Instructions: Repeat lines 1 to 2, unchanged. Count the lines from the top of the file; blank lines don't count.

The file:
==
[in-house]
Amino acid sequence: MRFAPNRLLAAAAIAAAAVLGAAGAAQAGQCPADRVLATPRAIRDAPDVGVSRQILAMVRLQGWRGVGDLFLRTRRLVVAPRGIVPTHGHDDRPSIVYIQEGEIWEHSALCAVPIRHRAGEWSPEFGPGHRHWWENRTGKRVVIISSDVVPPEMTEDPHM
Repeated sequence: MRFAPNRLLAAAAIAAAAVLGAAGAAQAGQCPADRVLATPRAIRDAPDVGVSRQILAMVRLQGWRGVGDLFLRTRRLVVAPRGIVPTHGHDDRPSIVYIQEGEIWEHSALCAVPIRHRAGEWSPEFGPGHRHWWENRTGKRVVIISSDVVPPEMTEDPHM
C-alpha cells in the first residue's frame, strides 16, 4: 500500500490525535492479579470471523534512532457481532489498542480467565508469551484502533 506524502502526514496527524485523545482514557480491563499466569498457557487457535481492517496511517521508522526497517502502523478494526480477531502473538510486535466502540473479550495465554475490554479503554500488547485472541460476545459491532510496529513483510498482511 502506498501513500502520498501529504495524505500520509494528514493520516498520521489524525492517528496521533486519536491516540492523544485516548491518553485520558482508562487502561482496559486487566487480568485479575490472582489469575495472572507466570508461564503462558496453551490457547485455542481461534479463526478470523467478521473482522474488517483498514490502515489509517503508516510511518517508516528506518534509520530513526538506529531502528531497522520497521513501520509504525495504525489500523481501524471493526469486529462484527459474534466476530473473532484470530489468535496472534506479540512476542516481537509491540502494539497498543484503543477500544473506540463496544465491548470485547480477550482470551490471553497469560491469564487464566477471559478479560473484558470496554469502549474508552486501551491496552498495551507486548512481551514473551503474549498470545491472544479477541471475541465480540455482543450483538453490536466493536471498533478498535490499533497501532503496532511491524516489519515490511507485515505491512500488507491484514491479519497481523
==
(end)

[in-house]
Amino acid sequence: MRFAPNRLLAAAAIAAAAVLGAAGAAQAGQCPADRVLATPRAIRDAPDVGVSRQILAMVRLQGWRGVGDLFLRTRRLVVAPRGIVPTHGHDDRPSIVYIQEGEIWEHSALCAVPIRHRAGEWSPEFGPGHRHWWENRTGKRVVIISSDVVPPEMTEDPHM